Most people in Canada live in a city; in fact, Canada is one of the most urban countries in the world. In a place like this, we take accessibility for granted—especially the kind of accessibility that requires a car. There are roads all over. So it feels a little strange when you decide to go somewhere that does not have a road going to it. Strange because if you aren’t the boat or plane driver, you are depending on others to come and go. And strange in that special, rare, exotic experience sense. If you find your way to these places, you are among the few lucky enough to see what it’s all about.
On August 3, 2011, Meg Beckel (President and CEO of the Canadian Museum of Nature) and I will join the entourage of Students on Ice (SOI) in one of those hard-to-reach places. We will meet the SOI ship as it comes to shore on a remote location in Labrador. We’ll be on Inuit land in a place called the Kangidluasuk Base Camp, at the southern end of Torngat Mountains National Park, the most recent arrival to Canada’s national park system. The base camp is a combination research station and learning centre for Inuit youth and others, and it is an active collaboration between Parks Canada and the Nunatsiavut Government.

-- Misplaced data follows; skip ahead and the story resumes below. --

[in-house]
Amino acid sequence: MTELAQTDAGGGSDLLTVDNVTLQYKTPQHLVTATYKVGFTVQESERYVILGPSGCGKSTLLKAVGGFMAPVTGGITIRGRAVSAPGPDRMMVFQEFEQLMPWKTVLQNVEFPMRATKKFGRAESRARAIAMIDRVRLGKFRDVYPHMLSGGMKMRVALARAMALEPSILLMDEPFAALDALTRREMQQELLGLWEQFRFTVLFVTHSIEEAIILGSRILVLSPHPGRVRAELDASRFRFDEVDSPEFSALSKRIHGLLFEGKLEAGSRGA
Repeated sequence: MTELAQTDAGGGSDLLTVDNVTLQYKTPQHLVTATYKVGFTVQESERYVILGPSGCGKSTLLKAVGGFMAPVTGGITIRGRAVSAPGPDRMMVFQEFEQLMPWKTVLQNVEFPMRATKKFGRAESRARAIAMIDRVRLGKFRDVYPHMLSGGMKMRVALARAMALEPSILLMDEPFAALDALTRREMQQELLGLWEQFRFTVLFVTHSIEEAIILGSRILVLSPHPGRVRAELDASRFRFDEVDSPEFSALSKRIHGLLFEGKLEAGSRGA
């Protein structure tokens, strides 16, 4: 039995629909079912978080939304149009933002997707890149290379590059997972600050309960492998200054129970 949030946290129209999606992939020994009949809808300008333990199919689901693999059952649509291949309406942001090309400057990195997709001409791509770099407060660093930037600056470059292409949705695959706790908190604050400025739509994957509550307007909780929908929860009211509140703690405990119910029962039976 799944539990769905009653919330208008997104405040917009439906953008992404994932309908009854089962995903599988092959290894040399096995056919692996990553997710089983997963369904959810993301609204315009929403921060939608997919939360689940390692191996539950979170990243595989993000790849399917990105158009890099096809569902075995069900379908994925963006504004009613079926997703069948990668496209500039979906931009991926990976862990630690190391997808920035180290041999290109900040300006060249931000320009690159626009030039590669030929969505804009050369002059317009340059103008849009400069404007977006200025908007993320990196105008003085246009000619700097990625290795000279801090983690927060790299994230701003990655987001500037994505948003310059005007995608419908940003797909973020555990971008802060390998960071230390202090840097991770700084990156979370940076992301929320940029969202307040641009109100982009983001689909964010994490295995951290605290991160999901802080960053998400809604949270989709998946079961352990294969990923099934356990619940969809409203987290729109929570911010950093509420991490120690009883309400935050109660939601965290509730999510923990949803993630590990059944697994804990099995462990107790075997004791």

We will arrive from Goose Bay, Newfoundland and Labrador, by Twin Otter. This utility aircraft is often called the work-horse of the North for its ability to haul cargo and people in and out of the most amazing locations.
We’ll be immersed in a day of excitement as the students relate their ocean adventures from Iceland and Greenland, and as we learn about the environment and traditional knowledge of coastal Labrador.
The Canadian Museum of Nature regularly adds to the Students on Ice experience by providing science experts. Last winter, Dr. Natalia Rybczynski, a vertebrate palaeontologist, was on the Antarctic cruise, and this year, Dr. Julian Starr, a botanist, makes a return appearance in the Arctic. (Watch a video of Julian during his trip with SOI in 2009).